@celebface reveals that famous people might just be as self-conscious as the rest of us
Instagram is watching. It’s not just @diet_prada, the no-longer-anonymous account hellbent on unmasking fashion rip-offs, or @whos____who, which spotlights the art world’s copycats. There’s also the sharp-eyed @celebface, the private page lifting the lid on the photoshop of the rich and famous. ‘WELCOME TO REALITY’, its bio greets.
Here’s how it works.
A celebrity gets snapped by the paparazzi (A-list gala! Fashion week runway!). The images are uploaded to agencies like Rex or Getty, where said celebrity (or said celebrity’s social media manager) buys them, edits them (or has them retouched by a professional), and posts them to their own account. Sometimes, the source image for the retouched version is a regram from a friend or brand, but the result is the same – @celebface finds both the original and the copy, and switches between the two in one eternally looping, hypnotic gif.
It’s like a game of Western beauty standards spot the difference: waistlines become thinner, while hips get rounder. Eyes grow to doll-like proportions. Legs extend. Lips are plumped. Frown-lines disappear. The results are genuinely transfixing, not to mention shocking: not just because the ‘before’ pictures are usually still beautiful, but because scrolling through your feed, you probably would have had no idea any edits had even taken place. Sure, we know in theory that people play with their pictures, but there’s a suspension of disbelief that happens with social media – it’s easy to assume that these celebrities genuinely look like that, and that the images they post are less produced and retouched than what you might find in a magazine or fashion campaign.
As the account shows, however, that’s not the case (people even have their own cover shoots and fashion campaigns edited, only posting their version). @celebface targets include Kim Kardashian, Rita Ora, Amber Rose, JLo, Hailey Baldwin, Kendall Jenner, Bella Hadid, Elsa Hosk, Magdalena Frackowiak, and Jordan Barrett – all people for whom their image (and an extremely groomed, constantly maintained, public performance of it) is a fundamental and highly profitable part of their careers. Unsurprisingly, the account has been blocked by a number of high profile names.
“@celebface blows a hole in the idea that the more beautiful people think you are, the more money you have, the more followers like your pictures, the happier and more free of insecurities you will be”
It would be a lie to say that @celebface doesn’t thrive on a kind of schadenfreude, a “got ya!” thrill that comes from uncovering the real truth behind these otherwise imperceptible acts of augmentation. Likewise, a format of posts featuring the staggeringly different appearances of Instagram it girls in their own pictures rather than IRL often replicates the shaming pap shots of the weekly gossip magazines of the 00s, trying to catch women out for having cellulite on the beach, or not actually being as perfect as they are pretending to be. The tone can sometimes be snide and cutting: “Your parents bought your career, but they didn’t buy the confidence for you”, a bullying caption on an airbrushed Vogue Japan cover posted by Bella Hadid reads.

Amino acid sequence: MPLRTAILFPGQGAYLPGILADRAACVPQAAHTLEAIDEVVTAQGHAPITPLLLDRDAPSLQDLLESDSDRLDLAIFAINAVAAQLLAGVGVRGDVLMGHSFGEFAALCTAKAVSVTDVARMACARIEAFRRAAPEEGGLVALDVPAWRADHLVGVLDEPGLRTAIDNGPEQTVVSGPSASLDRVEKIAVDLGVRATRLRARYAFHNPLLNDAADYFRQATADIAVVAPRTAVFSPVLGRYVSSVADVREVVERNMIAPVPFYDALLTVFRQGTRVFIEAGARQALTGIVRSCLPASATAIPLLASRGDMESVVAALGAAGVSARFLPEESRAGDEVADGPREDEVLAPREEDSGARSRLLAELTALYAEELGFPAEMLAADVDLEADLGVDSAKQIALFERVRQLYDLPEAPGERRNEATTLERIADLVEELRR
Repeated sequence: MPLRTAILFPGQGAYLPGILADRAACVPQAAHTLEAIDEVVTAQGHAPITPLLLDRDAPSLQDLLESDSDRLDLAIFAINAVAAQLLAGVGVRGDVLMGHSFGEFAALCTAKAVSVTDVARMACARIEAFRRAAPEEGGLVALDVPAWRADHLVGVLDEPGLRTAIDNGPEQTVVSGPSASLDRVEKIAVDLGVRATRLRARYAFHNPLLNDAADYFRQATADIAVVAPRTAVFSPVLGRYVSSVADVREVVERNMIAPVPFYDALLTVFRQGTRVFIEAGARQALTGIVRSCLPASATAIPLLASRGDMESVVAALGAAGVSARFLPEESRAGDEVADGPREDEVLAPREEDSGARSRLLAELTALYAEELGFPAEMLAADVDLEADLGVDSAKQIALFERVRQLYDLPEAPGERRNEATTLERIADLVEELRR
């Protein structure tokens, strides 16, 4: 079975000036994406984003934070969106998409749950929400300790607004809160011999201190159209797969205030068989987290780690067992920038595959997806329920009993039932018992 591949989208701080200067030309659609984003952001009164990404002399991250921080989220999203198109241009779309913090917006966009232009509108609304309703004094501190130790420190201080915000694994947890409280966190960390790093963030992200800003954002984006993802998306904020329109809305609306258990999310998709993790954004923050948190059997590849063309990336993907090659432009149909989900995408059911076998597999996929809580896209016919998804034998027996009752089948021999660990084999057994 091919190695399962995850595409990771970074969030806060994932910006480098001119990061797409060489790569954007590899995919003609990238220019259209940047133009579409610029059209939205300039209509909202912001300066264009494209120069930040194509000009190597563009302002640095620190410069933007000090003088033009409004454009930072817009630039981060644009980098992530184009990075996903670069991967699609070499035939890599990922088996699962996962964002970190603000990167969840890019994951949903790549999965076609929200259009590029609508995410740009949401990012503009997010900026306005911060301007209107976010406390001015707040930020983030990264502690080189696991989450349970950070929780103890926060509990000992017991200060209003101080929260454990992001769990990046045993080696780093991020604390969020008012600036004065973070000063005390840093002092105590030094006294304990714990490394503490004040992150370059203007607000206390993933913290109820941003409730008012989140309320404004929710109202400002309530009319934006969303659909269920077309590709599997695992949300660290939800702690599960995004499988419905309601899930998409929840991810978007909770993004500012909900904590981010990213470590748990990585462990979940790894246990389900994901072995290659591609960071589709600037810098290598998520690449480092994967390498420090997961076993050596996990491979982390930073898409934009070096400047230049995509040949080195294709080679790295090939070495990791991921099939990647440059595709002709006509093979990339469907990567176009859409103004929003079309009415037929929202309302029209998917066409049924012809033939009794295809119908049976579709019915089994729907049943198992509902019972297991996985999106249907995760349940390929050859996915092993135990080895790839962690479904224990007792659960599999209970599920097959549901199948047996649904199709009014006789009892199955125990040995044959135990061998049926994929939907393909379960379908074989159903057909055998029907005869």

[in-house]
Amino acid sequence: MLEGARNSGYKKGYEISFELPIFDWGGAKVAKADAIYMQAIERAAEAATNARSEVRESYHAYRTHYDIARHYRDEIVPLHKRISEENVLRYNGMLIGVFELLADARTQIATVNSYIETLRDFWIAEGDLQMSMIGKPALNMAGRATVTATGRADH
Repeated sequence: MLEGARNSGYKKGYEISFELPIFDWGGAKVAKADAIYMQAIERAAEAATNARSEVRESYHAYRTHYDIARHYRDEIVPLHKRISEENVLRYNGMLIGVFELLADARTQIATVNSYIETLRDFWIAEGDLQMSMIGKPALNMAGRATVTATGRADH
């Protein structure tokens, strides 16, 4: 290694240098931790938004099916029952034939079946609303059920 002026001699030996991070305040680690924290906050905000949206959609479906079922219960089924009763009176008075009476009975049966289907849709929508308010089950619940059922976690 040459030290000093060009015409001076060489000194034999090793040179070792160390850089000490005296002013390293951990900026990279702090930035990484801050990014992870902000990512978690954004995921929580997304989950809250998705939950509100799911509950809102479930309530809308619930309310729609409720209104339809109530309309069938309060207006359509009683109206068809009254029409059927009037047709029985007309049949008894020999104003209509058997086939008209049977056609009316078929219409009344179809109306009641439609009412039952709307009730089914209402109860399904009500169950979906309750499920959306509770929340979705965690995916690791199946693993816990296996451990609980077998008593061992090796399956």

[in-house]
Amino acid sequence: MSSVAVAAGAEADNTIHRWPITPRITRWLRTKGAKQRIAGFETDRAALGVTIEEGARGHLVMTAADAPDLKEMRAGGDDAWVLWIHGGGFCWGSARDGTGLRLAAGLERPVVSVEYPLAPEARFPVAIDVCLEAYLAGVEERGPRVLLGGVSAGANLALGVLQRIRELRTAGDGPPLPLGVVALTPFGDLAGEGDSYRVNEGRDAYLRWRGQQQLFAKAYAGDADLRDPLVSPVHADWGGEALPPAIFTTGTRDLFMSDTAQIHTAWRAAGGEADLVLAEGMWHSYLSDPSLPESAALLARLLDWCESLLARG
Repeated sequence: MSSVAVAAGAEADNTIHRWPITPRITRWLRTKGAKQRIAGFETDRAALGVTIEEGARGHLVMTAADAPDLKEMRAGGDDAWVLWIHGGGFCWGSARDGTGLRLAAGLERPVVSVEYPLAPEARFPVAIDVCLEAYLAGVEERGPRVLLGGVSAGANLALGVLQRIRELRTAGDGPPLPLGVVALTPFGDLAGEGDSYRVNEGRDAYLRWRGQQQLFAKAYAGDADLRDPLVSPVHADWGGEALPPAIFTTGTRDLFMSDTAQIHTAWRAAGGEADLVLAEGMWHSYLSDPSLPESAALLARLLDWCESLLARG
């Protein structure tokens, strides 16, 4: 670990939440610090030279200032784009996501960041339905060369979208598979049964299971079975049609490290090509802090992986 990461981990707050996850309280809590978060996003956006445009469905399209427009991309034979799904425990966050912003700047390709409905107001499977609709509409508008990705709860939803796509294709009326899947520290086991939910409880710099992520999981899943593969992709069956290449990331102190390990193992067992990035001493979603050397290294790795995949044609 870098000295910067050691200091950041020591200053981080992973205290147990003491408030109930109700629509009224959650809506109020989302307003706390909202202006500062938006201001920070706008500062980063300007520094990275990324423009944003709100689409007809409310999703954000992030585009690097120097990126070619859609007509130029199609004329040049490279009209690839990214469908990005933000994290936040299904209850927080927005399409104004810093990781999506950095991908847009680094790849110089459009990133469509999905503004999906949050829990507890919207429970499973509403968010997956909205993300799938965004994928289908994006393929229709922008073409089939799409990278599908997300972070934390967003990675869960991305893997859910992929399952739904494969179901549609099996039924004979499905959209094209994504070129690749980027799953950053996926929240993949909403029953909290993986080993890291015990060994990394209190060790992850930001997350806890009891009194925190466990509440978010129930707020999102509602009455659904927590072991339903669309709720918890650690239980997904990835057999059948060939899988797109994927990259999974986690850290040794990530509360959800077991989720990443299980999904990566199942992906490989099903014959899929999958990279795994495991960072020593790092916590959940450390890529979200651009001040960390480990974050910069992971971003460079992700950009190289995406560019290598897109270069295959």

It would also be a lie to say that there wasn’t something that feels invasive, almost cruel in the exposure that the gifs provide. Follow the account for a while, and you start to notice the ways that, image after image, the same celebrities consistently alter the same things about themselves – like how Kim’s pictures regularly shrink her trap muscles and shorten her chin, or Rita Ora’s make her entire torso and upper arms shrink, while Jordan Barrett’s pretty much recast his every facial feature to make them sharper and more chiselled. In this way, @celebface takes a highlighter and draws a series of giant, neon circles around the insecurities of famous people: in their quest to hide the things they didn’t want to be seen, attention has only been drawn to them.
@celebface is so engaging because it blows a hole in the idea that the more beautiful people think you are, the more money you have, the more followers like your pictures, the happier and more free of insecurities you will be. Sure, you could get all postmodern about how fake images of reality have replaced actual reality itself, but on a practical level, there’s something weirdly encouraging about it all – well, unless you’re one of the targets. If you’ve ever looked at an impossibly beautiful picture of a bikini-clad Victoria’s Secret model cavorting on a yacht and thought: how does anyone even look like that? Chances are: they don’t. Without the ‘before’ you don’t even realise you’re looking at an ‘after’. Perfection simply doesn’t exist. It’s certainly nothing to celebrate, but celebrities just might be the most insecure out of all of us.